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Federal bill to help beginning farmers
Iowa Correspondent

WASHINGTON, D.C. — Iowa Democrat and Republican lawmakers have introduced a bill to both the U.S. Senate (Senate Bill 837) and House of Representatives (House Resolution 1727) that seeks to “expand opportunities and remove barriers for beginning farmers and those who wish to pursue a career in agriculture.”

“The Beginning Farmer and Rancher Opportunity Act (BFROA) helps new farmers get started in agriculture, and invests in programs that have a proven track record of equipping farmers with the tools and skills they need to be successful in their farming career,” said Juli Obudzinski, policy associate with the National Sustainable Agriculture Coalition (NSAC).

Introduced by U.S. Sen. Tom Harkin (D-Iowa) and U.S. Rep. Tim Walz (D-Minn.), the bipartisan bill was also sponsored by U.S. Reps. Jeff Fortenberry (R-Neb.), Chris Gibson (R-N.Y.), and House Agriculture Committee Ranking Member Collin Peterson (D-Minn.), in the House, and seven other Democrat senators.

Under the proposed bill, which was introduced on April 25, barriers to credit and land access that new agriculture entrepreneurs may face would be reduced. The BFROA would also allow for investment in successful new-farmer training programs and grants to help farmers’ bottom lines through value-added enterprises.
According to lawmakers, the act is a “comprehensive legislative package that invests in critical federal conservation, credit, research, and rural development programs that support opportunities for new farmers and ranchers.

Originally introduced in the last Congress, the bill gained the support of 37 members in the U.S. House and Senate who signed on to co-sponsor the bill. In addition to the NSAC, more than 170 organizations officially endorsed the bill, including the National Farmers Union, the National Assoc. of Counties, Organic Valley and the Farmer-Veteran Coalition.

“With the average age of the U.S. farmer at 57, ensuring that the next generation of American farmers is able to provide the world with a safe, abundant supply of food should be a top priority,” said Walz, who’s the ranking member of the U.S. House Agriculture Subcommittee on Conservation, Energy, and Forestry.

“To accomplish this goal, we must provide our youth with the training and tools they need to seize opportunity and take up farms of their own,” he said. “By easing access to lines of credit and land, and creating training programs for new producers, the Beginning Farmer and Rancher Opportunity Act works to do just that.”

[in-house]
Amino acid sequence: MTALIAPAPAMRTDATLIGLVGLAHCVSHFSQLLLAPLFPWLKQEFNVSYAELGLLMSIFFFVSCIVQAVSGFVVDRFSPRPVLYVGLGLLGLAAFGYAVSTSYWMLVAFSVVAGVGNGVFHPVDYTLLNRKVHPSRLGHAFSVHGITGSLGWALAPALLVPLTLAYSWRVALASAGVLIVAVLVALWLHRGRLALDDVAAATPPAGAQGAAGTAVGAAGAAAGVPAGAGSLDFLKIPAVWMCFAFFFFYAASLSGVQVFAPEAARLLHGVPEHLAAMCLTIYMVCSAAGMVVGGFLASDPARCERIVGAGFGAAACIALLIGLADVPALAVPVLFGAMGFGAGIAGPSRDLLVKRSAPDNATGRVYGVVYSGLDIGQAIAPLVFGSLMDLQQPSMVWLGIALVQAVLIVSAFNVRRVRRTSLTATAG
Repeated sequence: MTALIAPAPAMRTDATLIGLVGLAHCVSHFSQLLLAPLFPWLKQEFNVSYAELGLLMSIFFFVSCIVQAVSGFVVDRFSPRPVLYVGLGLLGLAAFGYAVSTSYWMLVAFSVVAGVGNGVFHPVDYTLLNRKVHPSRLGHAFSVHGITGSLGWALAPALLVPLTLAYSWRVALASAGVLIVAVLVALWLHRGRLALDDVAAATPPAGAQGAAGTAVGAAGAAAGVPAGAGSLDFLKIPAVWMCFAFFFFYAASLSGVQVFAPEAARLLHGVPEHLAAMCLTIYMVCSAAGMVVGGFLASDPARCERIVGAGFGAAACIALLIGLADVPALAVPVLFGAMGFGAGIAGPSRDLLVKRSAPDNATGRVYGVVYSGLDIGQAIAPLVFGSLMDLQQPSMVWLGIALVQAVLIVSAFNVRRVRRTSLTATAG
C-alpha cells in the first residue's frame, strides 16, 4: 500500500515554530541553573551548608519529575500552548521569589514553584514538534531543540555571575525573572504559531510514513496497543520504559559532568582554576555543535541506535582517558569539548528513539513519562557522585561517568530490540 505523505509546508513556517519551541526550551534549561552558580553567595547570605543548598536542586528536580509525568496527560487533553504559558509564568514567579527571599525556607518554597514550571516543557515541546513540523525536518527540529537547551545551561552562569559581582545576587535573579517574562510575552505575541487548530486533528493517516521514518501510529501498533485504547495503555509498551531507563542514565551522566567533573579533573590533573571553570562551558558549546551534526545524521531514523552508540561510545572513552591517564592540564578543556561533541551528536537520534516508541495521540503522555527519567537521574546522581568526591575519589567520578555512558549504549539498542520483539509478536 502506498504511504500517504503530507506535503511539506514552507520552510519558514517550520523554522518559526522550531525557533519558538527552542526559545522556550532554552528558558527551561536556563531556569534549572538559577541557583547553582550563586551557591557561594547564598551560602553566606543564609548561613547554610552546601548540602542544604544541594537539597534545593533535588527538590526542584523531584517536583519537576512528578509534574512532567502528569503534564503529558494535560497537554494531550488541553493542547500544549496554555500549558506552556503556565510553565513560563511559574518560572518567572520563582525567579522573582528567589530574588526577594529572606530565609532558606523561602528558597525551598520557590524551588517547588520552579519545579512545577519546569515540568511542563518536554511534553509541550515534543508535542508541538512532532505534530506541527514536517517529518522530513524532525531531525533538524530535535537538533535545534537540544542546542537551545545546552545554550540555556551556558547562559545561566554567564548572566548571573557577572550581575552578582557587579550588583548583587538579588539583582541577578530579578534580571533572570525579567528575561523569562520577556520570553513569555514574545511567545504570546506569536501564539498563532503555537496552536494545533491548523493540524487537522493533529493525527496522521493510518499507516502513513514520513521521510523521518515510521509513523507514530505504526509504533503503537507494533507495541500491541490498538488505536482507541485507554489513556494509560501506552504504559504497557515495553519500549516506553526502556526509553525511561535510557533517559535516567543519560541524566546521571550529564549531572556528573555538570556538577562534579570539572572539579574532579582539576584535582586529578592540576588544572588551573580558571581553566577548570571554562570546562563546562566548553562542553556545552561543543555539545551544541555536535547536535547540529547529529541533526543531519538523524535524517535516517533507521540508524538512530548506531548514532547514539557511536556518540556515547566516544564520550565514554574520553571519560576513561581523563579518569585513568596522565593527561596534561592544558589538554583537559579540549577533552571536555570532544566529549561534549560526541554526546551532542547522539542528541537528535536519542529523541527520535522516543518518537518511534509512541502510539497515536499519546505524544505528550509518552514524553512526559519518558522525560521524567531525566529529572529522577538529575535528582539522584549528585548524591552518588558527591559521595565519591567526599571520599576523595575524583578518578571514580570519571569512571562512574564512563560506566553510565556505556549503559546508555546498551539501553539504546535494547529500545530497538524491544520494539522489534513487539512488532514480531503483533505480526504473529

While most of the bill’s provisions were included in either or both the Senate or House Agriculture Committee passed farm bills in 2012, “the bills’ sponsors are hopeful that they will be able to expand upon these successes in the upcoming farm bill debate later this spring.”

“This legislation will help families and individuals across our nation apply their talents, motivation, and dedication to start and continue farm and ranch operations and revitalize rural America,” Harkin said. “Beginning farmers and ranchers will benefit from practical assistance in this bill, including effective training and mentoring, better access to and careful use of credit, enhanced support for conservation, and help in starting and succeeding in profitable enterprises such as value-added businesses.”

In addition, five specific proposals of the bill would include: expanded credit options, access to farmland, new farmer training programs, value-added enterprises and agricultural opportunities
for veterans.

“Agriculture is a vibrant sector of our nation’s economy, yet high
barriers to entry make farming and ranching one of the hardest careers to pursue,” the act read. “Limited access to land and markets, hyperinflation in land prices, high input costs, farm and tax policy disadvantages, and lack of training discourage many would-be producers from entering agriculture.”

As a result, the average American farmer is now 57-years-old, and the fastest growing group of farm operators are those 65 years and older, the act read.

“Despite these significant hurdles, there are dedicated people who see great opportunities in agriculture today and want to start their own farm or ranch businesses,” the act stated.

“We need a national strategy and commitment to support beginning farmer and ranchers entering agriculture. With an aging farm population, now is the time to invest in the future of American agriculture by nurturing new agriculture start-ups.”